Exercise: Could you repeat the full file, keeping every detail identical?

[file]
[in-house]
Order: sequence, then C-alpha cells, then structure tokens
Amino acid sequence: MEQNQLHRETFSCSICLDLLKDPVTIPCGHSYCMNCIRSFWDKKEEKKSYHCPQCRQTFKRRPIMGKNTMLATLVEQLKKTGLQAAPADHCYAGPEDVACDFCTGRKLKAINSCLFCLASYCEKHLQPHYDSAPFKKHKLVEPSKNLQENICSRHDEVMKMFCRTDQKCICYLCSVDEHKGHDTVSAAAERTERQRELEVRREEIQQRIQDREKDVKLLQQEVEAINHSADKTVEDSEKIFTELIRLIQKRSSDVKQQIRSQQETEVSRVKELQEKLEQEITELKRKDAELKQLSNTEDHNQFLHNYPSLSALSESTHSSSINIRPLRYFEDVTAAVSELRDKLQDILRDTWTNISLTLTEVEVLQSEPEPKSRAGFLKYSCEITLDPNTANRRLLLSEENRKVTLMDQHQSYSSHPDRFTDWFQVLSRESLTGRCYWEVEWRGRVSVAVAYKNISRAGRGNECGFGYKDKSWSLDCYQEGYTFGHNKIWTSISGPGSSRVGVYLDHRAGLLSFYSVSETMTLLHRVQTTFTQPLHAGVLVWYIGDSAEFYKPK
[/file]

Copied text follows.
[in-house]
Order: sequence, then C-alpha cells, then structure tokens
Amino acid sequence: MEQNQLHRETFSCSICLDLLKDPVTIPCGHSYCMNCIRSFWDKKEEKKSYHCPQCRQTFKRRPIMGKNTMLATLVEQLKKTGLQAAPADHCYAGPEDVACDFCTGRKLKAINSCLFCLASYCEKHLQPHYDSAPFKKHKLVEPSKNLQENICSRHDEVMKMFCRTDQKCICYLCSVDEHKGHDTVSAAAERTERQRELEVRREEIQQRIQDREKDVKLLQQEVEAINHSADKTVEDSEKIFTELIRLIQKRSSDVKQQIRSQQETEVSRVKELQEKLEQEITELKRKDAELKQLSNTEDHNQFLHNYPSLSALSESTHSSSINIRPLRYFEDVTAAVSELRDKLQDILRDTWTNISLTLTEVEVLQSEPEPKSRAGFLKYSCEITLDPNTANRRLLLSEENRKVTLMDQHQSYSSHPDRFTDWFQVLSRESLTGRCYWEVEWRGRVSVAVAYKNISRAGRGNECGFGYKDKSWSLDCYQEGYTFGHNKIWTSISGPGSSRVGVYLDHRAGLLSFYSVSETMTLLHRVQTTFTQPLHAGVLVWYIGDSAEFYKPK